Timing is crucial. By highlighting Professor Kitajima’s response to “Black Boy,” the essay allows us to understand why Japanese literary scholars may be more in synch with African American scholars than foreign scholars who became interested in black writing after LeRoi Jones/Amiri Baraka challenged “the myth of Negro literature” in 1962. I surmise, for example, that Japanese intellectuals were better prepared to appreciate the experiential grounding of Wright’s response to George Padmore’s “Pan-Africanism or Communism” in “Black Power” and “The Color Curtain” (1956) than their Chinese peers who might have given greater weight to Langston Hughes and W. E. B. Du Bois as politically engaged men of letters. My ideas about the locations of literary sympathy and interpretation have to be debated in rigorous exchanges which are informed by fact rather than theory.
Professor Kato whets my appetite for such exchanges between JBSA and the Project on the History of Black Writing, because I believe African Americans can learn much from how JBSA members formulated questions over a period of sixty years. And the third generation of JBSA members can learn from PHBW why contemporary African American literature, culture, and criticism appear to create a ball of confusion.
The admirable specificity of Professor Kato’s narrative brings to the foreground, for me and perhaps for others who have taught African American literature in China, how Chinese scholarship is more strongly motivated by and mediated through what can loosely be called Eurocentric theoretical discourses. My impressions are buttressed by reading the three volumes of “Critical Zone: A Forum of Chinese and Western Knowledge” (2004, 2006, 2008), which are seminal in articulating what a global community of scholarship might be.
My concern about barnacles of misunderstanding regarding African American thought is anchored by a recent “reading” of Wright’s “Savage Holiday.” In “Abandoning the Black Hero: Sympathy and Privacy in the Postwar African American White-Life Novel” (New Brunswick, NJ: Rutgers UP, 2013), John C. Charles interprets Wright’s novel “in the context of his post expatriation search for aesthetic and intellectual freedom beyond the reductive labels of mid-twentieth-century American racial and political discourse”(21).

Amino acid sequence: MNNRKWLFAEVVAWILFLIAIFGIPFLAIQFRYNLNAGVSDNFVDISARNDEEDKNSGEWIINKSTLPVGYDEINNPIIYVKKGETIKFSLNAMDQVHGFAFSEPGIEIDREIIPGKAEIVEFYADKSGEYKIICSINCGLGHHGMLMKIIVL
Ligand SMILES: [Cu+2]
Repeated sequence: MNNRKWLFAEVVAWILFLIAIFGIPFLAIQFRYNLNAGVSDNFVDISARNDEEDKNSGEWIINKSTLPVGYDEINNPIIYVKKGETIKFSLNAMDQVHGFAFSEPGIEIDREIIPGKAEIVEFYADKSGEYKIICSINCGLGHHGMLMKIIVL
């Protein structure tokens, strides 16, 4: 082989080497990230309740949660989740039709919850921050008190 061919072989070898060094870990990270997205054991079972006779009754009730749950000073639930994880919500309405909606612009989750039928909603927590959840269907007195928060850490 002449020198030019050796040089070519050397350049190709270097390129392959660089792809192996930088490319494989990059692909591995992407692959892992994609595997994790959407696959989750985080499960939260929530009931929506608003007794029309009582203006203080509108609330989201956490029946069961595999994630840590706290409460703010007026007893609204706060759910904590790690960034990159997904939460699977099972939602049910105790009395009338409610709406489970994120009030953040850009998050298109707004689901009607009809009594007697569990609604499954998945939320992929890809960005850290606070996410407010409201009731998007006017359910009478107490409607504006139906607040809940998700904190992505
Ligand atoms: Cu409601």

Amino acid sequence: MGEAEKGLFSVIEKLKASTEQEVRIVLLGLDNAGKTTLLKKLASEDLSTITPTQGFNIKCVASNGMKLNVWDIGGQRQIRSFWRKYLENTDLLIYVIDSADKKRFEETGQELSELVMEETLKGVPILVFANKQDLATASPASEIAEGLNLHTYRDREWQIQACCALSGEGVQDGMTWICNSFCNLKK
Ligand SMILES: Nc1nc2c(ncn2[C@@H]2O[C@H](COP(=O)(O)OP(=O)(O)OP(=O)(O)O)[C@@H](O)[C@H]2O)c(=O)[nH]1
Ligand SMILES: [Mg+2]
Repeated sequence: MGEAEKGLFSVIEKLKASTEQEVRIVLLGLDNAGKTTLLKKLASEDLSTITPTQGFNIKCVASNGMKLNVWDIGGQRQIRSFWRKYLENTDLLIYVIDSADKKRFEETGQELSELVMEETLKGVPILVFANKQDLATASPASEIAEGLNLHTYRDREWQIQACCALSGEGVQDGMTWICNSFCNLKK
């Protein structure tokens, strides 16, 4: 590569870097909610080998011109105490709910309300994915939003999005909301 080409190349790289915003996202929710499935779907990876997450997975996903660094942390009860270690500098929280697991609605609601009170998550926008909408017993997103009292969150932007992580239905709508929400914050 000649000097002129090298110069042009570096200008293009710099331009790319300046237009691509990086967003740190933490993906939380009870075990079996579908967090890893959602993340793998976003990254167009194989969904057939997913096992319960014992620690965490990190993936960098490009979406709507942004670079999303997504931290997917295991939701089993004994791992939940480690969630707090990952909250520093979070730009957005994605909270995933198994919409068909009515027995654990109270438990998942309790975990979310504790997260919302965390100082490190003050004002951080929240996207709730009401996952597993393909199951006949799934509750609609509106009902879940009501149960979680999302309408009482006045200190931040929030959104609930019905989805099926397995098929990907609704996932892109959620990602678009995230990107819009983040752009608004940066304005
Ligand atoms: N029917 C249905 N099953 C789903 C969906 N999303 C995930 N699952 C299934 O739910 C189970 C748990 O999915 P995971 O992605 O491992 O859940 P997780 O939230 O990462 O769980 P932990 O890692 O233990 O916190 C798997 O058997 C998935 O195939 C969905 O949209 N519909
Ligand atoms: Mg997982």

From the exchanges I have frequently with Chinese colleagues and students, it is easy for me to imagine their not questioning a distinction between Wright’s privacy and his agency, an agency that is judiciously assessed in Claudia Tate’s “Psychoanalysis and Black Novels: Desire and the Protocol of Race” (1998) and Abdul R. Jan Mohamed’s “The Death-Bound-Subject: Richard Wright’s Archaeology of Death” (2005). Professor Kato’s essay persuades me that JBSA members might question the theoretical implications of John C. Charles’ interpretation with more critical alacrity.
Professor Kato’s reflection on the history of JBSA strengthens my determination to call for establishing an online African American Research forum among African American, Chinese, American, and Japanese scholars at the 2nd International Symposium on Ethnic Literature, Central China Normal University, October 25-26, 2014. Without dismissing the virtues of theory, I am convinced that future international exchanges about African American literature(s) and culture(s) ought to be marked by greater recognition of shared historicity and production of knowledge , the kind of historicity that Professor Kato has most gracefully delineated.
29 January 2014
"I am far luckier, thank God, than 89% of my fellow New Orleanians. I have been blessed by the prayers of my relatives and friends. My fortunate circumstances strengthen my resolve to return permanently, to restore my house, to help to restore Dillard University and other educational institutions, to join Dave Brinks and others in grassroots efforts to prevent the NEW New Orleans from becoming a “corporate colony” with a minimal non-white population that is controlled by wealthy and extreme neo-conservatives. I must encourage more people to return.
The natural disasters that are now elements of a national tragedy persuade me to fight a repetition of the Reconstruction era and the nadir of African American experiences, to speak loudly against a replay of the Great Migration. Commitments must gradually erase the depression and periods of near-insanity that have afflicted me since August 29 2005. I must devote myself to the practice of civic virtue in New Orleans." (Jerry Ward, Jr.)